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M5

 

M5

 

M5 is a bright globular cluster in Serpens Caput, indeed one of the showpieces for northern skies with an apparent brightness of 6.2 mag. Its apparent diameter is 23 arcminutes, corresponding to 165 light years, which makes it one of the larger globulars of our Galaxy. It is thought to be a bit older than the other Milky Way globular clusters, about 13 billion years. The distance to M5 is given as 24,500 light years. It has a compressed central core of 0.84 arcminutes angular diameter.


Exposure Data


Observing Hints

This globular cluster presents no challenge in find it. Starting at Beta Librae and moving the telescope about 10 degrees to the north, you will find a quadrangle of stars, shaped like a rhombus but with a few more stars nearby. M5 is located beside the northernmost of these stars and is recognizable without problems as a fuzzy ball near the star in any finderscope.

The brightest stars of M5 are only marginally dimmer than those of M13. The cluster begins to resolve into individual stars in a 4" refractor, most easily at the outer regions. A 6" reflector will show even more individual stars. Use magnifications of about 150x or 200x for the best visual impressions.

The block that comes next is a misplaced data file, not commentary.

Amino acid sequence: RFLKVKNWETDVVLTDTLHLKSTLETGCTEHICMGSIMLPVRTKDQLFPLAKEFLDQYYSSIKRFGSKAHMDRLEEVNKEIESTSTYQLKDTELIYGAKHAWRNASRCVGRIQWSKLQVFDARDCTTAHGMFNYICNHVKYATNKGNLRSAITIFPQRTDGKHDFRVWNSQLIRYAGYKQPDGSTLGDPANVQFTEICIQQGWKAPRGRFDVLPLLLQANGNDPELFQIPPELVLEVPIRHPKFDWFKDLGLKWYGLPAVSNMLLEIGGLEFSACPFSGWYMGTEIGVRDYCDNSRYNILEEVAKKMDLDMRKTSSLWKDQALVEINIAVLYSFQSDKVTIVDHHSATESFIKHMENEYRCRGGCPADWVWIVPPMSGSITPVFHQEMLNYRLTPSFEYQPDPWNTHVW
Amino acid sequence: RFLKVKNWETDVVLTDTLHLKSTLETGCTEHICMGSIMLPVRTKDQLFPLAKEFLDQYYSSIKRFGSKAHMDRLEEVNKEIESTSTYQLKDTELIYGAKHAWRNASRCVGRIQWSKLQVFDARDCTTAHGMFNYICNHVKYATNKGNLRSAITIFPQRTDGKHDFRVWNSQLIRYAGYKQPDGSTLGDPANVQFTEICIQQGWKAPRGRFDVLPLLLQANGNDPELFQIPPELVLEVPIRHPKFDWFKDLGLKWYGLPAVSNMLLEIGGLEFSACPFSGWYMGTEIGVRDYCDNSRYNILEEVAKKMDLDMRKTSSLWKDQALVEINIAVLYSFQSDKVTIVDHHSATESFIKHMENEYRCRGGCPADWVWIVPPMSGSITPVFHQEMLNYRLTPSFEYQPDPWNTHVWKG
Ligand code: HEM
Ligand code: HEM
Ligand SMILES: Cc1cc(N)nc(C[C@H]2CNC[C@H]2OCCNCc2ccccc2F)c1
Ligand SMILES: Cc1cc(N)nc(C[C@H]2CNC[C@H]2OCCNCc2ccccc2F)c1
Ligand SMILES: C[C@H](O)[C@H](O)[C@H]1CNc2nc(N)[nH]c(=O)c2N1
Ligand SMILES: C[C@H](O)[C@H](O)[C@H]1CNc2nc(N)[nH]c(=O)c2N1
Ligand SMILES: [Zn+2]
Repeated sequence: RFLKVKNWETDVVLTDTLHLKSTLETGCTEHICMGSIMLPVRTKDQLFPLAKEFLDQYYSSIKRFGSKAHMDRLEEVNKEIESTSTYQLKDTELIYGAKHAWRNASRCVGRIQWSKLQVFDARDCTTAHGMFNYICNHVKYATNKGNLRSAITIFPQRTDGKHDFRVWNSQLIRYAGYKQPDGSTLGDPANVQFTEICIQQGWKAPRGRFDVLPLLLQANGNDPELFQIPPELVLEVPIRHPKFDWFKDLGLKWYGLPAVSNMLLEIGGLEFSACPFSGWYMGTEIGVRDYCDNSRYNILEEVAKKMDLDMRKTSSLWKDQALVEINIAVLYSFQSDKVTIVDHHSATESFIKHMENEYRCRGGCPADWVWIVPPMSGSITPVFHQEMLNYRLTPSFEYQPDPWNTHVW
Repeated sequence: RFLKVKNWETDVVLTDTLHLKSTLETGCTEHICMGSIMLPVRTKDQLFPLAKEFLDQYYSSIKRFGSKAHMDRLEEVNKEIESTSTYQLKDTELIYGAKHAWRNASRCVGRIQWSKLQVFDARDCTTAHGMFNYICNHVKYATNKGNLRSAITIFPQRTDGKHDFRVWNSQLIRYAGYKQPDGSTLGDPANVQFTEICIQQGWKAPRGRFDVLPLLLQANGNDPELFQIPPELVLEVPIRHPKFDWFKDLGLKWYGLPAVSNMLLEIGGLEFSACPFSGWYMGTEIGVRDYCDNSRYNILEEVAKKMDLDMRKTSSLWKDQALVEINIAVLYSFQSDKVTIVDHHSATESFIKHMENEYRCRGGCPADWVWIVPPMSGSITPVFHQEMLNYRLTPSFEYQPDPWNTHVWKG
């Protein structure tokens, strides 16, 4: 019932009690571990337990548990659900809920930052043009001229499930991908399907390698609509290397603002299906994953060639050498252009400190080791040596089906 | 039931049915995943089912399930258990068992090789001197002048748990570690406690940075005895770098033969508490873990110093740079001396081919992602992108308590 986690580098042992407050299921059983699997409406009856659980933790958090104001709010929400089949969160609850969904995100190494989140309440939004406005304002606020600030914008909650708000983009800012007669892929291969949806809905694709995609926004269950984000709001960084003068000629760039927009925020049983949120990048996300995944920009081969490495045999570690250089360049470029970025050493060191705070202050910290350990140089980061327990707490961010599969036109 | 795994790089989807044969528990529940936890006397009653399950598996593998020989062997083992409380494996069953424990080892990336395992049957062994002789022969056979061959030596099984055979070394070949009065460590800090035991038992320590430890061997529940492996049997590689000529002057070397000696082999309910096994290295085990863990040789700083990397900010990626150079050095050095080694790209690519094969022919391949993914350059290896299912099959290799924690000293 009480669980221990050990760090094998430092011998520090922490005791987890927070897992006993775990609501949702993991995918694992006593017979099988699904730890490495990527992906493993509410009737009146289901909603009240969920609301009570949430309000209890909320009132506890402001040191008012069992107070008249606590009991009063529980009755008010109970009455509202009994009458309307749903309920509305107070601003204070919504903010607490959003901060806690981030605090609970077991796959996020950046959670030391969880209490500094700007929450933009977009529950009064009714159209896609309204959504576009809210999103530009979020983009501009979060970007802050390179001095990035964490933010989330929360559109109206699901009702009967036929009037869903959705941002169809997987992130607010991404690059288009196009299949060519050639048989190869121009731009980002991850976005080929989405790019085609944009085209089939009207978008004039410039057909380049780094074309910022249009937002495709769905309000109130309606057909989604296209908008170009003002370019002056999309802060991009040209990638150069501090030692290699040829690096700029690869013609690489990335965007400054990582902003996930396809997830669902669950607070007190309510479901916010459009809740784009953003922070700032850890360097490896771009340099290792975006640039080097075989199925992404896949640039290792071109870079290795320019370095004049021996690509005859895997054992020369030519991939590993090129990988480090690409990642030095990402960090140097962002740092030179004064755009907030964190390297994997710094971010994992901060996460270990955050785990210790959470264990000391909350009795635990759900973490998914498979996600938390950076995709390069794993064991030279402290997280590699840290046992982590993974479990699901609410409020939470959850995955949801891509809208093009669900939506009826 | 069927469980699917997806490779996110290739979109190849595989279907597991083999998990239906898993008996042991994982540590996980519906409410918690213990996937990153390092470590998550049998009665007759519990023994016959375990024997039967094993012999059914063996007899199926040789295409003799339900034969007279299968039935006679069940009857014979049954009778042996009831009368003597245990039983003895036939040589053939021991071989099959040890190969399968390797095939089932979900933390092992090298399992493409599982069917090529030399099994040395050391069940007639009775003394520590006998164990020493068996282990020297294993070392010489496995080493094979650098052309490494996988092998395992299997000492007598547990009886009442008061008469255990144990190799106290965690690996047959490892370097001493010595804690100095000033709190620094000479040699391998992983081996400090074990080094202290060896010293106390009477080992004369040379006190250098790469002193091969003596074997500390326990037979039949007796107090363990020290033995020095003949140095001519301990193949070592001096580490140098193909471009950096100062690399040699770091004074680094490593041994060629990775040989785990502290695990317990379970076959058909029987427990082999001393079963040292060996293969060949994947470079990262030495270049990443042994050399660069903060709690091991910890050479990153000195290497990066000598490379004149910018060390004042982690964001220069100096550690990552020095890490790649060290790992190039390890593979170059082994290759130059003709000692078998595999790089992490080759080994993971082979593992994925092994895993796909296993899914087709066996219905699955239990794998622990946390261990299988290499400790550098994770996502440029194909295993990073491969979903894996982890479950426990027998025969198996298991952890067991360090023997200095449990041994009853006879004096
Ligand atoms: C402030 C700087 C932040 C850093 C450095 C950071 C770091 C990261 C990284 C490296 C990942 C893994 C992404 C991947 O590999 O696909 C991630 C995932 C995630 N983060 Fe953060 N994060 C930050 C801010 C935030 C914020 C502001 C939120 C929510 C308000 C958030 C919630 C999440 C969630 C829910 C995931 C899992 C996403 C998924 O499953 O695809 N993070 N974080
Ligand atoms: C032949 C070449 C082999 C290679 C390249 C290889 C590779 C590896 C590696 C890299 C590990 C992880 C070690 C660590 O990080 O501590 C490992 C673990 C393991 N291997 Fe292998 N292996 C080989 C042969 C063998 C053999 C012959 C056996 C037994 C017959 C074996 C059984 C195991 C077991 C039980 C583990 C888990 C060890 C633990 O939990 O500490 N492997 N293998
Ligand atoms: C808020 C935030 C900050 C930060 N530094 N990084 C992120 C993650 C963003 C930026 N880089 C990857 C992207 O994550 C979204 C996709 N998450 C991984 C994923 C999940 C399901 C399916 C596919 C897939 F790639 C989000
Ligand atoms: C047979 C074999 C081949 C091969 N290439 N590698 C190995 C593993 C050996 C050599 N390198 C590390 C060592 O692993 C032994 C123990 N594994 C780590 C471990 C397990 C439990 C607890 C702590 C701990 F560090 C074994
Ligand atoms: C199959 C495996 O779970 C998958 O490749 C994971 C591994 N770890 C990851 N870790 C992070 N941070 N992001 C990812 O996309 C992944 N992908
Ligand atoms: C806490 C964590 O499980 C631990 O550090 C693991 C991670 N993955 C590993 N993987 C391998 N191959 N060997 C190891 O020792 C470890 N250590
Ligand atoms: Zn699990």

Globular clusters become really brilliant targets in bigger telescopes, from 10" upwards, their great light-gathering ability enables the observer to see hundreds of individual stars. And those who don't like globular clusters because they "all look the same" will easily be converted when they look at this one in an 18" reflector... :-)

Every deep-sky object is more fun to observe under dark and transparent skies, but stellar objects like the stars in a star cluster are also worth observing under not-so ideal condition in contrast to galaxies or nebulae, which tend to disappear when the background sky is too bright. But you should have at least a 6" telescope when observing star clusters under a hazy or light-polluted sky.


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© 2010 Walter Koprolin